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Amyl nitrite

Amyl nitrite
IUPAC name 3-methyl-1-nitrosooxybutane
Other names Isoamyl nitrite
Pentyl alcohol nitrite(ambiguous)
Nitrous acid, pentyl ester(ambiguous)
CAS number 110-46-3
RTECS number NT0187500
Molecular formula C5H11NO2
Molar mass 117.15 g/mol
Appearance Colourless liquid
Density 0.872 g/cm³, liquid (25 °C)
Melting point

?? °C

Boiling point

99 °C

Solubility in water Low
Main hazards vasodialator
Flash point 21 °C
Related Compounds
Related compounds nitroglycerine
Butyl nitrite
Isobutyl nitrite
Ethyl nitrite

Methyl nitrite
Isopropyl nitrite
Cyclohexyl nitrite

Except where noted otherwise, data are given for
materials in their standard state
(at 25 °C, 100 kPa)

Infobox disclaimer and references

Amyl nitrite is the chemical compound with the formula C5H11ONO. A variety of isomers are known, but they all feature an amyl group attached to the nitrito functional group. The alkyl substituent is not reactive, but the ON=O group behaves as other nitrites. Like other alkyl nitrites, amyl nitrite is bioactive in mammals, being a vasodilator which is the basis of its use as a prescription medicine. As an inhalant, it also has a psychoactive effect which has led to illegal drug use.



The term "amyl nitrite" encompasses several isomers. For example, a common form of amyl nitrite with the formula (CH3)2CHCH2CH2ONO may be more specifically referred to as isoamyl nitrite. When the amyl chain consists of five carbon atoms in a row, the resulting "amyl nitrite" would be described with the structural formula CH3(CH2)4ONO. Sometimes the latter isomer is called n-amyl nitrite, n denoting normal. Also, the five carbon chain is sometimes referred to as a straight chain, although chains of carbon atoms are usually zig-zag in conformation.

Amyl nitrite is often confused with amyl nitrate, a substance with a different chemical composition and different properties.

Synthesis and reactions

Alkyl nitrites are prepared by the reaction of alcohols with nitrous acid:[1]

C5H11OH + HONO →→ C5H11ONO + H2O

The reaction is called esterification. Synthesis of alkyl nitrites is generally straightforward and can be accomplished in home laboratories. A common procedure includes the dropwise addition of concentrated sulfuric acid to a cooled mixture of an aqueous sodium nitrite solution and an alcohol. The intermediately formed stoichiometric mixture of nitrous and nitric oxide then converts the alcohol to the alkyl nitrite, which, due to its low density, will form an upper layer that can be easily decanted from the reaction mixture.

Isoamyl nitrite decomposes in the presence of base to give nitrite salts and the isoamyl alcohol:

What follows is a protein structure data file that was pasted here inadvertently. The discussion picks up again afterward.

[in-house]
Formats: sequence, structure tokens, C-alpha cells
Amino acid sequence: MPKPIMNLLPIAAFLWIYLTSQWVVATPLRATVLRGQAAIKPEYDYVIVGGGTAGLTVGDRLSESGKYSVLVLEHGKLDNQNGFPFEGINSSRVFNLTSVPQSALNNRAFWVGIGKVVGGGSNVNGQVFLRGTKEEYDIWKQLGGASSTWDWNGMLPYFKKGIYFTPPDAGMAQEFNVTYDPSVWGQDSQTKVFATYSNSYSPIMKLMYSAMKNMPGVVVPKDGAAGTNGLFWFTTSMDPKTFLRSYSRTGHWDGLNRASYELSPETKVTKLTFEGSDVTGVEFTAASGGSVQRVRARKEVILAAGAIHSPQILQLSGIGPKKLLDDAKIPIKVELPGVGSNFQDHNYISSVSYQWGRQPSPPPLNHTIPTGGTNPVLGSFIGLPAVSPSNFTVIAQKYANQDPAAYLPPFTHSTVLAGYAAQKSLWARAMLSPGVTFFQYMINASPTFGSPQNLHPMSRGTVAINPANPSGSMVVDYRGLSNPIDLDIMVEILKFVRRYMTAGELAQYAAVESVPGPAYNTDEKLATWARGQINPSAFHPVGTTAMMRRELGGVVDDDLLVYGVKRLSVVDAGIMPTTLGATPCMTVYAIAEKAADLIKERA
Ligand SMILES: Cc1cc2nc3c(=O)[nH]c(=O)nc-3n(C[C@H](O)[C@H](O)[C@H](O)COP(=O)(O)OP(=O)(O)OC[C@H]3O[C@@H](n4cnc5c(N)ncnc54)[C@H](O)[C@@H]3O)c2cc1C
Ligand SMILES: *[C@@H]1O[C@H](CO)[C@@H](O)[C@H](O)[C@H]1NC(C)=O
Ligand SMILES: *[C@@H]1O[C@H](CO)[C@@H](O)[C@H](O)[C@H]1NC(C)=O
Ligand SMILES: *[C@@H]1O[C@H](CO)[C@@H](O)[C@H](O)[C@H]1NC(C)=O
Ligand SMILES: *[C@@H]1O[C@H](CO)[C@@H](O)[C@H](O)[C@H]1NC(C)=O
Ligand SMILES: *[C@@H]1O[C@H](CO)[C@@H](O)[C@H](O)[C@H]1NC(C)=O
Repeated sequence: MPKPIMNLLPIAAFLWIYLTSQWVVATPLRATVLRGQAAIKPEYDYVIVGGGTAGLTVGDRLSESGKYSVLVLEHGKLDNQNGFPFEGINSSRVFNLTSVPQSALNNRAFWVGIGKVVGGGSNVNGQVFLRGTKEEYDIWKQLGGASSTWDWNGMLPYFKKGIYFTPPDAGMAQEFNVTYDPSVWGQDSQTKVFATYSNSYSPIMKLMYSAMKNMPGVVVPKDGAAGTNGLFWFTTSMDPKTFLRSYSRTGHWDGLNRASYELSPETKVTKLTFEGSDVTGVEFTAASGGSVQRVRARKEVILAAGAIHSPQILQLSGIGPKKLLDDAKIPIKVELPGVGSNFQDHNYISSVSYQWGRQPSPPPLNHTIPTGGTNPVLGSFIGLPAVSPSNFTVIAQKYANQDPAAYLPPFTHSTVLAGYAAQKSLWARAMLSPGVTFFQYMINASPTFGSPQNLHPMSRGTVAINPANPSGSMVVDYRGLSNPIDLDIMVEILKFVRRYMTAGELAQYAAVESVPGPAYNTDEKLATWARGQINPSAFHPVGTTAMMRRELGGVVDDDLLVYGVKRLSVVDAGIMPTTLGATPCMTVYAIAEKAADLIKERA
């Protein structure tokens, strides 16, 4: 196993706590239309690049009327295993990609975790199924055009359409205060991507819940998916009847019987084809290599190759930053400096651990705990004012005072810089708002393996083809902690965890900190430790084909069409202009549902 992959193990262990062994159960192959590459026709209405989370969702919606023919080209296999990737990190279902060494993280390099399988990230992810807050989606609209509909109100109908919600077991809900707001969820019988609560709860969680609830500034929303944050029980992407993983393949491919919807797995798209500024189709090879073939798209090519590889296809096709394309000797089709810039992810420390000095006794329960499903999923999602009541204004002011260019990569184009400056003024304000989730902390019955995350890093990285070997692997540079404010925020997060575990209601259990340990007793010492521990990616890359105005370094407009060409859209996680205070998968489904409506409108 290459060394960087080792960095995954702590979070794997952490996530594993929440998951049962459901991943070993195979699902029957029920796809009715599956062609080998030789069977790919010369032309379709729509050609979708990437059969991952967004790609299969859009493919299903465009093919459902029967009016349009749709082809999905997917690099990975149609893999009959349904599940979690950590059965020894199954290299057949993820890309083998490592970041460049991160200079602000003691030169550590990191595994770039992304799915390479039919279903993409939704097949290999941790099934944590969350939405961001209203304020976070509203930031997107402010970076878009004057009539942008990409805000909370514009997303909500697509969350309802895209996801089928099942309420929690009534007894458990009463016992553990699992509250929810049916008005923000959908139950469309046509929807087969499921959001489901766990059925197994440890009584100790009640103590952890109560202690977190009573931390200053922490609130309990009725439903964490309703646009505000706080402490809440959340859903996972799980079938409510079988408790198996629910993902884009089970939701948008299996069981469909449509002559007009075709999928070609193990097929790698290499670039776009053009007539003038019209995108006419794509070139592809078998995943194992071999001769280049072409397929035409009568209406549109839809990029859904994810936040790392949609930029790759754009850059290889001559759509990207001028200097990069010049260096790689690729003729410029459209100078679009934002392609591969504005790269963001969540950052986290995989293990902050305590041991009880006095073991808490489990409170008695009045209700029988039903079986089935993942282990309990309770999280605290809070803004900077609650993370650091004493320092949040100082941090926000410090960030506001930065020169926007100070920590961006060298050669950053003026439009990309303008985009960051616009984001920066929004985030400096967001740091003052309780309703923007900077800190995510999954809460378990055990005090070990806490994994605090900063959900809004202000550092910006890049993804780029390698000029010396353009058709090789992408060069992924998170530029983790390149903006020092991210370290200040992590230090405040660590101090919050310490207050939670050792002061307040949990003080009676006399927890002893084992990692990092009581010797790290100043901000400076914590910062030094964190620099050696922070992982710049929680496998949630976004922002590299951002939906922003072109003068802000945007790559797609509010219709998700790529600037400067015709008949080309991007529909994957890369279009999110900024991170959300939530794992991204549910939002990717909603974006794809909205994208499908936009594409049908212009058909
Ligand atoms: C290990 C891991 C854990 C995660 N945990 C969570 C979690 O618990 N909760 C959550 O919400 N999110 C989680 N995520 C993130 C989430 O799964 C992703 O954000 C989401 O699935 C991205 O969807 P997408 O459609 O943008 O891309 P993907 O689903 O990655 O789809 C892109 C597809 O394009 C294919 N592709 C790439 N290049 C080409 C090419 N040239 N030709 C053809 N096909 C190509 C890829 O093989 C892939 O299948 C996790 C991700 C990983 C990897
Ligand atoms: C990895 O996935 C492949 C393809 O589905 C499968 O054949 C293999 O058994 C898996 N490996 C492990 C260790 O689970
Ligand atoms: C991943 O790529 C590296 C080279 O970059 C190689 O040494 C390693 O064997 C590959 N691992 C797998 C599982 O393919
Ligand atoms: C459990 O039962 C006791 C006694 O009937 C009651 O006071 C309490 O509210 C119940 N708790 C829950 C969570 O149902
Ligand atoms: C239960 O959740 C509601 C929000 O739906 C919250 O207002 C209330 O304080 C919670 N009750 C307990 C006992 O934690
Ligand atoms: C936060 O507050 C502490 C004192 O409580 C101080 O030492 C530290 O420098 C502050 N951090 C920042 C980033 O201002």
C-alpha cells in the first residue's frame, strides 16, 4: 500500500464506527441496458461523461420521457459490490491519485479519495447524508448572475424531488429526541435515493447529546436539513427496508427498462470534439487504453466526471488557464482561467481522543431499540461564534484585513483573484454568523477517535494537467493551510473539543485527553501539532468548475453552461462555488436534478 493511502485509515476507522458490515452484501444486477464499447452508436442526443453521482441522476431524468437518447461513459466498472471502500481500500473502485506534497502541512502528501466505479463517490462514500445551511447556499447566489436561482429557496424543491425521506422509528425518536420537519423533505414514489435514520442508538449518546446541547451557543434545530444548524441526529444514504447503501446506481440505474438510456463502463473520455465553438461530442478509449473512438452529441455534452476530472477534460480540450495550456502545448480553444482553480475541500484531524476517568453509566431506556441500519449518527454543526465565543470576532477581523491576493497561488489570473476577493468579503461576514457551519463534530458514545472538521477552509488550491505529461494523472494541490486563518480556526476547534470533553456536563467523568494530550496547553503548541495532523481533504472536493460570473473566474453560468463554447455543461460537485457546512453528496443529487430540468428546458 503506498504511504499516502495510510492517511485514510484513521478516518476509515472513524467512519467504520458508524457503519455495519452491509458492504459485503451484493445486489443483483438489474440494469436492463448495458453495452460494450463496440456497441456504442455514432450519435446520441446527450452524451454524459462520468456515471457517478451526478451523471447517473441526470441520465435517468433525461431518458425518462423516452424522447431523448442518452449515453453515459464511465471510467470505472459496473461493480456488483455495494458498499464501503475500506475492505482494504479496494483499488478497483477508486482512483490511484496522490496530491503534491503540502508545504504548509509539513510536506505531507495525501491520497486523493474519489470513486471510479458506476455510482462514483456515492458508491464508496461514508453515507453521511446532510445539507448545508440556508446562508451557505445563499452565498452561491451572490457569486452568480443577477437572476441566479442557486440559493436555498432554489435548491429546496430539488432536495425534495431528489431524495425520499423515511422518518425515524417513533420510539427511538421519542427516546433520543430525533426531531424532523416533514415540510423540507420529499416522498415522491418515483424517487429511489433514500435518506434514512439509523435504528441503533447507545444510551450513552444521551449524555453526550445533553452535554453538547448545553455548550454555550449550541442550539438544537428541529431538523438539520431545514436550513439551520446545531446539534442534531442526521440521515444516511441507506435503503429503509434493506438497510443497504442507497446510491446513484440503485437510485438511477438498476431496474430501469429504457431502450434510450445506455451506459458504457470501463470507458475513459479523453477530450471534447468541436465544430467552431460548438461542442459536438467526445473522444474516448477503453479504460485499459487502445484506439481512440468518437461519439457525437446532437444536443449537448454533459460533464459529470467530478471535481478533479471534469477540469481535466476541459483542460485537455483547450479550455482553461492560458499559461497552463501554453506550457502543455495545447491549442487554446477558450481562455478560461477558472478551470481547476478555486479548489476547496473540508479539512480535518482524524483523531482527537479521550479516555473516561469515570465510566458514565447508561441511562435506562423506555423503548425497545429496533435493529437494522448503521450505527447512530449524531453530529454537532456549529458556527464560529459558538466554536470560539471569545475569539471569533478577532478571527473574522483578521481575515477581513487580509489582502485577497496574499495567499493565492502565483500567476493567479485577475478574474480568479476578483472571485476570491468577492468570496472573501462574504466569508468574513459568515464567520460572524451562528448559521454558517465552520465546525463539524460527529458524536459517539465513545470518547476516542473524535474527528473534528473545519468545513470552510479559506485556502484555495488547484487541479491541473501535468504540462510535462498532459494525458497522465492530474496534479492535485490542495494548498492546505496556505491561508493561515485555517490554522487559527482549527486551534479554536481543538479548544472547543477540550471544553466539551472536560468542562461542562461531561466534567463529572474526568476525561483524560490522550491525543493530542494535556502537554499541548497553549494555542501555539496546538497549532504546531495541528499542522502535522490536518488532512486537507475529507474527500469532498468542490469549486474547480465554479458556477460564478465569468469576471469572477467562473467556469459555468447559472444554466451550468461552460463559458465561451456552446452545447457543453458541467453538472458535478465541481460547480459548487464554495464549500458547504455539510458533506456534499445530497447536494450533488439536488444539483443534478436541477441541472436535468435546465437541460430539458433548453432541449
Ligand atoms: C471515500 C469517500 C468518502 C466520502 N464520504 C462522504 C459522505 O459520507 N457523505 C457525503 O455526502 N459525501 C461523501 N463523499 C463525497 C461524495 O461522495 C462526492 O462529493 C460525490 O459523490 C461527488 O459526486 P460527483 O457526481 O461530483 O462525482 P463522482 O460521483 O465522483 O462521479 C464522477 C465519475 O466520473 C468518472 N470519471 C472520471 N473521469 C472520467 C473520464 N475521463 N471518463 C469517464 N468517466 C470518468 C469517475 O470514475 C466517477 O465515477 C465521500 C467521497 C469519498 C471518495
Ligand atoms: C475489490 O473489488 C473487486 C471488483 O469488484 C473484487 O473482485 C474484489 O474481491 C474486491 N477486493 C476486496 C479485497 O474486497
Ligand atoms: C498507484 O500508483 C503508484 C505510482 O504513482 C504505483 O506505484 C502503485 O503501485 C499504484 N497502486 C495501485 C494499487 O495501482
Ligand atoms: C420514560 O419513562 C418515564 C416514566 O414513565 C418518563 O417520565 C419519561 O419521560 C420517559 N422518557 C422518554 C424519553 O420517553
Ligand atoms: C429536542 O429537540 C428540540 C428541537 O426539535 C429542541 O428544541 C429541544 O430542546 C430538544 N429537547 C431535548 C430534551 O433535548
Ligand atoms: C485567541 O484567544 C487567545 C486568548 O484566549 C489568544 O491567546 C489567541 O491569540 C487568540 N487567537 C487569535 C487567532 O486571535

C5H11ONO + NaOH → C5H11OH + NaNO2

Amyl nitrite, like other alkyl nitrites, reacts with carbanions to give oximes.[2]

Physiological effects

Amyl nitrite, in common with other alkyl nitrites,[3] is a potent vasodilator, i.e. it expands blood vessels, resulting in lowering of the blood pressure. Alkyl nitrites function as a source of nitric oxide, which signals for relaxation of the involuntary muscles. Physical effects include decrease in blood pressure, headache, flushing of the face, increased heart rate, dizziness, and relaxation of involuntary muscles, especially the blood vessel walls and the anal sphincter. There are no withdrawal symptoms. Overdose symptoms include nausea, emesis (vomiting), hypotension, hypoventilation, dyspnea (shortness of breath), and syncope (fainting). The effects set in very quickly, typically within a few seconds and disappearing soon after (within a minute).

It induces the formation of methemoglobin, which sequesters cyanide as non-toxic cyanomethemoglobin.[4]


Amyl nitrite is employed medically to treat heart diseases such as angina and to treat cyanide poisoning.[5] It is also used as an inhalant drug that induces a brief euphoria; whilst already intoxicated with stimulant drugs such as cocaine or ecstasy (see MDMA) the euphoric state intensifies and lasts for several minutes longer. Once some stimulative drugs wear off, a common side effect is a period of depression or anxiety, colloquially called a "come down"; amyl nitrite is sometimes used to "come up" again in order to stop the user from feeling lousy. See Poppers.


  1. ^ Noyes, W. A. “n-Butyl Nitrite” Organic Syntheses, Collected Volume 2, p.108 (1943). [1] (PDF)
  2. ^ Chen, Y. K.; Jeon, S.-J; Walsh, P. J.; Nugent, W. A. “(2S)-(-)-3-exo-(Morpholino)isoborneol ((-)-MIB)” Organic Syntheses, Volume 82, pp. 87 (2005). [2] (PDF)
  3. ^ Nickerson, Mark, John O Parker, Thomas P Lowry, and Edward W Swenson. Isobutyl Nitrite and Related Compounds. 1st ed. San Francisco: Pharmex, Ltd, 1979. [3]PDF
  4. ^ Vale, J. A. (2001). "Cyanide Antidotes: from Amyl Nitrite to Hydroxocobalamin - Which Antidote is Best?". Toxicology 168 (1): 37-38.
  5. ^ Cheng, L.; Goodwin, C. A.; Schully, M. F.; Kakkar, V. V.; Claeson, G. (1965). "The Effects of Nitroglycerin and Amyl Nitrite on Arteriolar and Venous Tone in the Human Forearm". Circulation 3 (2): 755.
This article is licensed under the GNU Free Documentation License. It uses material from the Wikipedia article "Amyl_nitrite". A list of authors is available in Wikipedia.
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